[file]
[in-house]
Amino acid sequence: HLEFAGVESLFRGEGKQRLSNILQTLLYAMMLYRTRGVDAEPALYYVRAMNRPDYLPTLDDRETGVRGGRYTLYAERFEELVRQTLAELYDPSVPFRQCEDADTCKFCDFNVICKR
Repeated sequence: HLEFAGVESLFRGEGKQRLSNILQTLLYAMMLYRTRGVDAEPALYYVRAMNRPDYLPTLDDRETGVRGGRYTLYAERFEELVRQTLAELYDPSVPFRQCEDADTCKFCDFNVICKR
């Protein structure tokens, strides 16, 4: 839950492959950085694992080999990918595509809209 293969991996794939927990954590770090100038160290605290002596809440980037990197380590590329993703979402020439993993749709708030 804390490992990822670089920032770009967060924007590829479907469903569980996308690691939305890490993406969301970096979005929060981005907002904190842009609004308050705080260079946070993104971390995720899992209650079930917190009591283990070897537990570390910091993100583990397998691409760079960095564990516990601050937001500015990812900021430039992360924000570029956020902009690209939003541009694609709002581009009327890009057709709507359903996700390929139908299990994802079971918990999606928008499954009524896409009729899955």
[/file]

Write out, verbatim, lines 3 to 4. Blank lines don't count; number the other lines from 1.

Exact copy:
Repeated sequence: HLEFAGVESLFRGEGKQRLSNILQTLLYAMMLYRTRGVDAEPALYYVRAMNRPDYLPTLDDRETGVRGGRYTLYAERFEELVRQTLAELYDPSVPFRQCEDADTCKFCDFNVICKR
């Protein structure tokens, strides 16, 4: 839950492959950085694992080999990918595509809209 293969991996794939927990954590770090100038160290605290002596809440980037990197380590590329993703979402020439993993749709708030 804390490992990822670089920032770009967060924007590829479907469903569980996308690691939305890490993406969301970096979005929060981005907002904190842009609004308050705080260079946070993104971390995720899992209650079930917190009591283990070897537990570390910091993100583990397998691409760079960095564990516990601050937001500015990812900021430039992360924000570029956020902009690209939003541009694609709002581009009327890009057709709507359903996700390929139908299990994802079971918990999606928008499954009524896409009729899955």